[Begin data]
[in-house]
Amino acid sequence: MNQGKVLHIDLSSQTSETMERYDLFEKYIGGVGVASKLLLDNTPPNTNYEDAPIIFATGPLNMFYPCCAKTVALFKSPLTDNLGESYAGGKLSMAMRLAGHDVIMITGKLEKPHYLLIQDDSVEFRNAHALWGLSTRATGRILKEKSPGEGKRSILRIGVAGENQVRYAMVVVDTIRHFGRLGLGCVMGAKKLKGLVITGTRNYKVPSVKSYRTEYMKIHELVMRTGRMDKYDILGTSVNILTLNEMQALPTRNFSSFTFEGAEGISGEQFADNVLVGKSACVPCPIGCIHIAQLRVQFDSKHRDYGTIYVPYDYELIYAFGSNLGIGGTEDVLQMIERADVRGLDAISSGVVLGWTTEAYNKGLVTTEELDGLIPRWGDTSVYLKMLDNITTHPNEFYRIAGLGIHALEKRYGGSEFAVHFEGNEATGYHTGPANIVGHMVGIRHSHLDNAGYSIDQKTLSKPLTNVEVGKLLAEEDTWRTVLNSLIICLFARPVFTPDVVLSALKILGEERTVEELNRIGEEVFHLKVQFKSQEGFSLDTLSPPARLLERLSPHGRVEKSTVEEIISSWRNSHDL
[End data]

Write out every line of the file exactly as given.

[in-house]
Amino acid sequence: MNQGKVLHIDLSSQTSETMERYDLFEKYIGGVGVASKLLLDNTPPNTNYEDAPIIFATGPLNMFYPCCAKTVALFKSPLTDNLGESYAGGKLSMAMRLAGHDVIMITGKLEKPHYLLIQDDSVEFRNAHALWGLSTRATGRILKEKSPGEGKRSILRIGVAGENQVRYAMVVVDTIRHFGRLGLGCVMGAKKLKGLVITGTRNYKVPSVKSYRTEYMKIHELVMRTGRMDKYDILGTSVNILTLNEMQALPTRNFSSFTFEGAEGISGEQFADNVLVGKSACVPCPIGCIHIAQLRVQFDSKHRDYGTIYVPYDYELIYAFGSNLGIGGTEDVLQMIERADVRGLDAISSGVVLGWTTEAYNKGLVTTEELDGLIPRWGDTSVYLKMLDNITTHPNEFYRIAGLGIHALEKRYGGSEFAVHFEGNEATGYHTGPANIVGHMVGIRHSHLDNAGYSIDQKTLSKPLTNVEVGKLLAEEDTWRTVLNSLIICLFARPVFTPDVVLSALKILGEERTVEELNRIGEEVFHLKVQFKSQEGFSLDTLSPPARLLERLSPHGRVEKSTVEEIISSWRNSHDL